We see that after receiving an input once in a single batch, the program exited because it was allowed to receive input batch only once.

Segment 4: Transformations

Spark streaming supports transformation and aggregation as RDD and Dataframes do. Let’s apply a transformation and filter out only those stream inputs which are greater than 4 characters in length. Below are the steps:

1. Run the below command to create a file basic_transform.py:

vi basic_transform.py

2. Below is the complete code. Hit the ‘I’ key to turn the console into edit mode and paste the below codes to the file. Press ‘Esc’ key and enter :wq! to save the file. Here, we are importing PySpark SQL functions and creating a transformed Dataframe by applying filter which will allow only those inputs which are greater than 4 characters in length.

from pyspark.sql import SparkSession
from pyspark.sql.functions import *

spark = SparkSession \
.builder \
.appName("StructuredSocketRead") \
.getOrCreate()
spark.sparkContext.setLogLevel('WARN')

lines = spark \
.readStream \
.format("socket") \
.option("host","localhost") \
.option("port",12345) \
.load()

transformedDF = lines.filter(length(col("value"))>4)

query = transformedDF \
.writeStream \
.outputMode("append") \
.format("console") \
.start()

query.awaitTermination()

3. Launch another EC2 terminal and open a socket using the below netcat command:

nc -l 12345

4. Switch to the first terminal and run the application code using below command:

Spark2-submit basic_transform.py

5. Let’s write few messages on socket and see the output on other console. Below is the screenshot:

It is clear from the above result that only those inputs are passed which have length greater than 4 characters.

6. Let’s give more inputs which are less than 4 characters in lengths and see the output.

So, we see that there is no output for the inputs “1”, “2” and “3” as their length is less.

Segment 5: Joins with Streams

In a real industry scenario, we may end up in a situation wherein a Spark Structured Streaming application is supposed to process multiple streams of data. In such a situation, one possible operation that we have to apply is to join the different streams into a single one. The primary data structure of a Spark Structured Streaming application is a streaming Dataframe.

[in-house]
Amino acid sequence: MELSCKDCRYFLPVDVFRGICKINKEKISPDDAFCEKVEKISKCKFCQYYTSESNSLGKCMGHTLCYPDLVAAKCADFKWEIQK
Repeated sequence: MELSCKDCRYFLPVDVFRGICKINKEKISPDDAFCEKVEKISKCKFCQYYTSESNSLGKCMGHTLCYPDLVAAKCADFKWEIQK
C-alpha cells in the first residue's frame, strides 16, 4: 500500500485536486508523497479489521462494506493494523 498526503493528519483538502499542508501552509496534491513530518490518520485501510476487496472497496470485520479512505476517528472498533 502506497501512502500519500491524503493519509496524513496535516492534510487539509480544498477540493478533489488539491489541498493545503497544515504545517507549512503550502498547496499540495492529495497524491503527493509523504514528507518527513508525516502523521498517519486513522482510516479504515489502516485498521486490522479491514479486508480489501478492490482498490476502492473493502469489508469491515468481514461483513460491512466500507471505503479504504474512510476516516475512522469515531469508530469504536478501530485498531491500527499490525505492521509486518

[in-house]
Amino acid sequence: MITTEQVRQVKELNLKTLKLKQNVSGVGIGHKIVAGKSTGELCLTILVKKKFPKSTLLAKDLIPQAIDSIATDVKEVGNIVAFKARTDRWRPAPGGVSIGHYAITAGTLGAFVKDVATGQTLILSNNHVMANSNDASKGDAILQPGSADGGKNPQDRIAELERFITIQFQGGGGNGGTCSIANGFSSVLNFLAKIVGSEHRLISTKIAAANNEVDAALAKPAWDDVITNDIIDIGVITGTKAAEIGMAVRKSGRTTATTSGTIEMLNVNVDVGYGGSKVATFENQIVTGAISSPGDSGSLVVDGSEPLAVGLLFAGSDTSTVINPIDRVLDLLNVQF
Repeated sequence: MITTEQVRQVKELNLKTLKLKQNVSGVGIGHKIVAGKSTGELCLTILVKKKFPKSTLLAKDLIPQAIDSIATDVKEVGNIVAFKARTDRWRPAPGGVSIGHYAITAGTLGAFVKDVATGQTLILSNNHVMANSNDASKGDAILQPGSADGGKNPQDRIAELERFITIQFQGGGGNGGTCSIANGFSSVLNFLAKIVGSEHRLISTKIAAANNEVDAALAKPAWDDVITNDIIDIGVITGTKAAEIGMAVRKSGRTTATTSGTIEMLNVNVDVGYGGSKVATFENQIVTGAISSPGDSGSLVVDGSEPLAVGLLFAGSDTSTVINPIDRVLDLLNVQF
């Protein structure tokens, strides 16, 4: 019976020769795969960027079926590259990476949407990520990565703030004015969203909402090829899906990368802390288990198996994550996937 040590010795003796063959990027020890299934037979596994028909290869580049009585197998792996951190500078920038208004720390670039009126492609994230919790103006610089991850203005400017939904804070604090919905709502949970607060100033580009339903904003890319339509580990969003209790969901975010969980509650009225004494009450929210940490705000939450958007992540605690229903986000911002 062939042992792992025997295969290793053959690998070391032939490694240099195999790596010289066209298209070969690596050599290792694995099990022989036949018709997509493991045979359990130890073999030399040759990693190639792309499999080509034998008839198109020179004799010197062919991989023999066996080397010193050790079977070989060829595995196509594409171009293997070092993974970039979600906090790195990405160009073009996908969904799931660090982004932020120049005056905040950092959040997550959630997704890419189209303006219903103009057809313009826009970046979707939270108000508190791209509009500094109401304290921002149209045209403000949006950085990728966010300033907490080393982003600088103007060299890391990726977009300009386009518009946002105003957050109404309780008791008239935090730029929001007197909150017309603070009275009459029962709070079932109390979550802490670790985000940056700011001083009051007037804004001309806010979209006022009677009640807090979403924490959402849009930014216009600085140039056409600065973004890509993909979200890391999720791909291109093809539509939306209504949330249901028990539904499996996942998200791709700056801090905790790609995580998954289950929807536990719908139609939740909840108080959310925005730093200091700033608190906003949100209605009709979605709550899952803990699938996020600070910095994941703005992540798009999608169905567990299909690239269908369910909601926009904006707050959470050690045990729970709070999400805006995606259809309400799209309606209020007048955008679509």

Joins in streams is quite similar to the joins in SQL; you only need to assume that each streaming DataFrame is a table. So, stream DataFrames can be joined with other stream or static DataFrames in the same way. Joins are of the following different types:

  • Inner Join : Will return records that have matching values in both tables. Outer Join
  • Left : Will return all records from the left DataFrame and matching records from the right DataFrame
  • Right : Will return all records from the right DataFrame and matching records from the left DataFrame
  • Full : Will return all records when there is a match in either the left or the right DataFrame.

There are, however, a few restrictions on outer joins in streams. These include the following:

  • Stream-Stream outer joins can be performed only using watermarks.
  • Stream-Static right outer or full outer join is not permitted.
  • Static-Stream left outer or full outer join is not permitted. The reason for the above restrictions is that we cannot have the entire data of a static DataFrame for a join as it could be a huge load on the system owing to the volume of the data.